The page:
When he addressed the 1937 Canberra conference, A. O. Neville commended the principles of the Western Australian government’s Native Administration Act of 1936. He claimed this Act had overcome a number of the difficulties he faced in his position as Chief Protector, especially through the greater precision of its definitions. In the south-west, where lived 5000 of the state’s 29,000 Aboriginal population, very few had remained of full descent in the century since colonization. In the north and north-west, however, most of the rest were full-bloods living either on missions, government stations and pastoral stations, or around the larger regional towns of the North-West and Kimberley districts. A significant minority still inhabited the unsettled desert country, existing as traditional hunter-gatherers.
As Chief Protector, Neville had long experienced legal difficulties in defining the boundaries of his responsibilities. Before 1936, the term ‘half-caste’ was loosely used by both politicians and public servants to mean people of part-Aboriginal descent, even if that part was only one-quarter or one-eighth. The definition depended largely on whether people looked like Aborigines but also if they associated most of the time with other Aborigines. However, in the 1920s some magistrates had begun to exempt half-castes and others of part descent from the onerous provisions of the Aborigines Act. For some years after, Neville lobbied his various Ministers to clarify his powers and, he hoped, give him authority over all people of part descent. The 1936 Act clarified the issue by abolishing previous legal categories and substituting the term ‘native’. In doing so, however, it effectively narrowed its definitions. Explicitly or implicitly, it defined ‘natives’ as follows:
· those who were of full descent,
· those of half descent,
· those of one-quarter descent, or ‘quadroons’, but only if they were under 21 years old and associated mainly with natives, and
· others of part descent who applied to be classed as natives under the Act (a very small group, mainly part-Aboriginal spouses).
On the other hand, those who were not now defined as natives included:
· people of one-quarter descent over 21 years of age,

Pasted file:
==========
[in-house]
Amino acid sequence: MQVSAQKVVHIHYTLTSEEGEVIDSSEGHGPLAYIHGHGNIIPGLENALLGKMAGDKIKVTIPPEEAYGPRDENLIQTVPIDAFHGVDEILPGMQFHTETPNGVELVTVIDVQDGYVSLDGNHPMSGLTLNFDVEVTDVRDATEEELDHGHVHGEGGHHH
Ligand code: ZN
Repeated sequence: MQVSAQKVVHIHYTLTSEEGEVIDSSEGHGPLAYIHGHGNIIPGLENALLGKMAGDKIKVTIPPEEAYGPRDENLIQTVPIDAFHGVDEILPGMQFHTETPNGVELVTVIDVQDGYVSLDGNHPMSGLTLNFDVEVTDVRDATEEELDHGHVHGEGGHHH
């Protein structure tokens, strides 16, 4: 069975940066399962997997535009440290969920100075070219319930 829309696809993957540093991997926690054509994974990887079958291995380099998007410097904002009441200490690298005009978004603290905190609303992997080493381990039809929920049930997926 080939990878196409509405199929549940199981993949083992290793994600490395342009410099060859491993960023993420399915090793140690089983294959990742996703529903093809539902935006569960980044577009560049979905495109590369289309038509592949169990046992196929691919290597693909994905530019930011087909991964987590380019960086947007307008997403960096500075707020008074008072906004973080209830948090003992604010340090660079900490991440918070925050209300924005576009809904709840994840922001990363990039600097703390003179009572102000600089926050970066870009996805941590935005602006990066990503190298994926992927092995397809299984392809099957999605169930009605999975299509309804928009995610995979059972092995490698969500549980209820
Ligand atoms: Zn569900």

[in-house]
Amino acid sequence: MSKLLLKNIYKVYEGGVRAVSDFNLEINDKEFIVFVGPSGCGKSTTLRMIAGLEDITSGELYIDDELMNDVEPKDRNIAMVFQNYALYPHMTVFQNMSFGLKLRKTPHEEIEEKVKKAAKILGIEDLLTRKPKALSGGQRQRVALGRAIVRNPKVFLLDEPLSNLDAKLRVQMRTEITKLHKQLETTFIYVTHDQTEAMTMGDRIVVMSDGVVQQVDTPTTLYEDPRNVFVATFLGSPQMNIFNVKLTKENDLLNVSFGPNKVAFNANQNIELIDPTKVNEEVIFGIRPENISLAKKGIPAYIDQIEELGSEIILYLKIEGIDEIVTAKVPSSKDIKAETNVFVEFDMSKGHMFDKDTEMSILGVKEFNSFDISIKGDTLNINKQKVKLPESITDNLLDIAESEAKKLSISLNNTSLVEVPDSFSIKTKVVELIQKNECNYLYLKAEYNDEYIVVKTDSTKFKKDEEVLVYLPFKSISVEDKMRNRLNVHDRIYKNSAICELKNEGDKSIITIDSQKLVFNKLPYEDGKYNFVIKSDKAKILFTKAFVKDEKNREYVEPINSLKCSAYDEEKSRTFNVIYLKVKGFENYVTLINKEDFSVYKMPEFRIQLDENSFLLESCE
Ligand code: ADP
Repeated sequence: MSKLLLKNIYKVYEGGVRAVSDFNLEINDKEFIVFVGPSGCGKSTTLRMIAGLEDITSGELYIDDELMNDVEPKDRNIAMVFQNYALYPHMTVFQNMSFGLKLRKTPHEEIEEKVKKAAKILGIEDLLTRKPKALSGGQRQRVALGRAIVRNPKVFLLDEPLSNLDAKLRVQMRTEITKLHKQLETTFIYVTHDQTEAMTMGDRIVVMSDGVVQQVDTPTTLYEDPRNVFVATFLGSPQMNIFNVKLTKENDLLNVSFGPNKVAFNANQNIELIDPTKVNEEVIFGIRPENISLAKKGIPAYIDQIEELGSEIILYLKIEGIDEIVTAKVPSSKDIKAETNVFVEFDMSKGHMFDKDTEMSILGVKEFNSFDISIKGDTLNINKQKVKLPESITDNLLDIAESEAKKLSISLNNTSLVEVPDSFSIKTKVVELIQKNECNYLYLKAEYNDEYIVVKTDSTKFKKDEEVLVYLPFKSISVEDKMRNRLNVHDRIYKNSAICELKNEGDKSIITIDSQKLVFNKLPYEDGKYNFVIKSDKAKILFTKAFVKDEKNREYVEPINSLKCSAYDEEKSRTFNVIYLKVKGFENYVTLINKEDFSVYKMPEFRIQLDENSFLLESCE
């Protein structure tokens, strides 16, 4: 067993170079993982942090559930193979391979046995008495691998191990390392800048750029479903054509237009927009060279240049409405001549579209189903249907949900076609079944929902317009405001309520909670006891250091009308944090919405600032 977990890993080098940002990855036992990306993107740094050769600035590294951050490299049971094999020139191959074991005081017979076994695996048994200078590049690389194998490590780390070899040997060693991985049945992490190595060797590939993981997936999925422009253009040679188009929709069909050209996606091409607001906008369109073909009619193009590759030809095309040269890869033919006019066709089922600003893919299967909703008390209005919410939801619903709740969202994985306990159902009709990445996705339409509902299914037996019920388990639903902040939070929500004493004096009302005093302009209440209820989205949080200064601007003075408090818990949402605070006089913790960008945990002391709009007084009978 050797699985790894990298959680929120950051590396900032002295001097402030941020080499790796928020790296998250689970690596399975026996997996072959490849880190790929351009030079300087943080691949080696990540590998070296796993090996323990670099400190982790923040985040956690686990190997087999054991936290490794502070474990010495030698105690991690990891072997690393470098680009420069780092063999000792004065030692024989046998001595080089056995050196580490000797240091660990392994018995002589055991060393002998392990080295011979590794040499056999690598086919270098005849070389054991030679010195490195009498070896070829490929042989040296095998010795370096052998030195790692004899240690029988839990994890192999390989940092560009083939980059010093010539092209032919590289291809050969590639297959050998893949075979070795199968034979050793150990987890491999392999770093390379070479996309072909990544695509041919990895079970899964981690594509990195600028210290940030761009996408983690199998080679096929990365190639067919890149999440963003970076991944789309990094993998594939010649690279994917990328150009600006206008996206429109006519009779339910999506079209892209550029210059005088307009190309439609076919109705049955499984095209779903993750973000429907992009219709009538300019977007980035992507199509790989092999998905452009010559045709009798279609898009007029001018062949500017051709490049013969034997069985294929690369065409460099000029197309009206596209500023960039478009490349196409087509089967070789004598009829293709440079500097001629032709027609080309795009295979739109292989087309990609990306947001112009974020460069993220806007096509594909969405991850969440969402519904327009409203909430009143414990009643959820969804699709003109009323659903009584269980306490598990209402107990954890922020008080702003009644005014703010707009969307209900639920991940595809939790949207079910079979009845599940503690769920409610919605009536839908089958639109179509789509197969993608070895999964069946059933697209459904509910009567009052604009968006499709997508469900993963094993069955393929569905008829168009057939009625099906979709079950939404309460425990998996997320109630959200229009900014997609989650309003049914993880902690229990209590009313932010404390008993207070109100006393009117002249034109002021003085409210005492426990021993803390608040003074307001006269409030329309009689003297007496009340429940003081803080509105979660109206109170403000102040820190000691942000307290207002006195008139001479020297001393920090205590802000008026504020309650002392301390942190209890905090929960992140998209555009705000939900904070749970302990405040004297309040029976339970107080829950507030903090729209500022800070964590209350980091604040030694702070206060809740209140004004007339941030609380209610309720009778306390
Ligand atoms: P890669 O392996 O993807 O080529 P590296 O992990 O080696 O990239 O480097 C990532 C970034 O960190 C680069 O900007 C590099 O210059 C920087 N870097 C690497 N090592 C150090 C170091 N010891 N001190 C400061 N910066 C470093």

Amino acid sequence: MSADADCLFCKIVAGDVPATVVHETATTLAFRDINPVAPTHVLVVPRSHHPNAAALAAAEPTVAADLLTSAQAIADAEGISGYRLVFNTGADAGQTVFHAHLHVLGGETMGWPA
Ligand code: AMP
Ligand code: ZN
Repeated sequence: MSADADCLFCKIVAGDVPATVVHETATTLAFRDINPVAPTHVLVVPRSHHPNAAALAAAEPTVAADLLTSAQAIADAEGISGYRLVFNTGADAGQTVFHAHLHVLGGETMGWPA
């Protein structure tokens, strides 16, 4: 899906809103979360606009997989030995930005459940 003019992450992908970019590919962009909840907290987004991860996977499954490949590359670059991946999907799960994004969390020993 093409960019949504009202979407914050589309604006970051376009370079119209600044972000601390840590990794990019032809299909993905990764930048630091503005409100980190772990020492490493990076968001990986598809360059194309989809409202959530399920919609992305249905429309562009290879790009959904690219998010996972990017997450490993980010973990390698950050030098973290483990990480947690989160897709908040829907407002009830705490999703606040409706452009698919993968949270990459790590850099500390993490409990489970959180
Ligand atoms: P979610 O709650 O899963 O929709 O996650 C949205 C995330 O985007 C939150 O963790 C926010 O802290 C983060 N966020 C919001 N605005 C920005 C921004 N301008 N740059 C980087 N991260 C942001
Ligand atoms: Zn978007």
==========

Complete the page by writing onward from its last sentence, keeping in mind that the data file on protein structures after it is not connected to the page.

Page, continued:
· quarter-caste children under 21 who did not associate with natives, and
· all people of lesser degrees of descent living outside Aboriginal camps or settlements.
In short, the term ‘natives’ now applied only to full-bloods, half-castes, their quarter-caste children under 21, and others who applied to be classed as natives.
By excluding most people of one-quarter descent and less, the Act reduced the proportion of the part-Aboriginal population that came under Neville’s control but, at the same time, gave him greater authority over those who remained. The Act made the Chief Protector, or Commissioner of Native Affairs as he was renamed, the legal guardian of every ‘native’ child until they were 21 years old, an increase from the previous sixteen years of age. He could determine where natives lived and controlled the permit system that allowed them employment.
Above all, the Commissioner now controlled the marriage and sex lives of natives. The Act itself made it unlawful for anyone who was not a native (in effect, a white person or a quarter-caste person over 21) to cohabit with or have sex with a native, unless they were married to them. The Commissioner was responsible for making complaints under this section. The Commissioner could now approve or disapprove any marriages of natives, and he could override the wishes of the couple themselves, their parents or kin. Applications had to be in writing and he could reject them if he thought the marriage contravened tribal custom, if he found the age disparity too great, if one of the parties suffered a communicable or hereditary disease, or (the catchall clause) if ‘there are any other circumstances which render it advisable that the marriage should not take place’.
However, despite the ambitions Neville may have harboured, and despite the apparent power the new Act gave him, it did not deliver him a policy that could be seriously used to breed out the colour. In reality, both the policy and his use of it were poorly conceived, unenforceable and virtually guaranteed to produce the opposite result than intended. There were five intractable problems.